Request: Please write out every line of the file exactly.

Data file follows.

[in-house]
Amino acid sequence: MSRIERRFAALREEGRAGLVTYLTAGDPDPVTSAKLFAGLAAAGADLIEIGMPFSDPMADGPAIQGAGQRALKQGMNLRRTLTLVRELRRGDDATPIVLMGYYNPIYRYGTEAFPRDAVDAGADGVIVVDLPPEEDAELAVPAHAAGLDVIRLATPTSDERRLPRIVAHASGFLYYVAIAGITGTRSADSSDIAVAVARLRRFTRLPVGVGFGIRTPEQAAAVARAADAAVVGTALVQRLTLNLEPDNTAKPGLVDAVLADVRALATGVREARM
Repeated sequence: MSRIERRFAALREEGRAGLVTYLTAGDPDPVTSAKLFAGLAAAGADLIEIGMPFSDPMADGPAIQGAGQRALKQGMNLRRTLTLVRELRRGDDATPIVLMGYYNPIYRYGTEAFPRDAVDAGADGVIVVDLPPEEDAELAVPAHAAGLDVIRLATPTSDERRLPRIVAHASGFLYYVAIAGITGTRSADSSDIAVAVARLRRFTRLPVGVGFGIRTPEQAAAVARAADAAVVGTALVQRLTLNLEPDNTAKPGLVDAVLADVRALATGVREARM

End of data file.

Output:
[in-house]
Amino acid sequence: MSRIERRFAALREEGRAGLVTYLTAGDPDPVTSAKLFAGLAAAGADLIEIGMPFSDPMADGPAIQGAGQRALKQGMNLRRTLTLVRELRRGDDATPIVLMGYYNPIYRYGTEAFPRDAVDAGADGVIVVDLPPEEDAELAVPAHAAGLDVIRLATPTSDERRLPRIVAHASGFLYYVAIAGITGTRSADSSDIAVAVARLRRFTRLPVGVGFGIRTPEQAAAVARAADAAVVGTALVQRLTLNLEPDNTAKPGLVDAVLADVRALATGVREARM
Repeated sequence: MSRIERRFAALREEGRAGLVTYLTAGDPDPVTSAKLFAGLAAAGADLIEIGMPFSDPMADGPAIQGAGQRALKQGMNLRRTLTLVRELRRGDDATPIVLMGYYNPIYRYGTEAFPRDAVDAGADGVIVVDLPPEEDAELAVPAHAAGLDVIRLATPTSDERRLPRIVAHASGFLYYVAIAGITGTRSADSSDIAVAVARLRRFTRLPVGVGFGIRTPEQAAAVARAADAAVVGTALVQRLTLNLEPDNTAKPGLVDAVLADVRALATGVREARM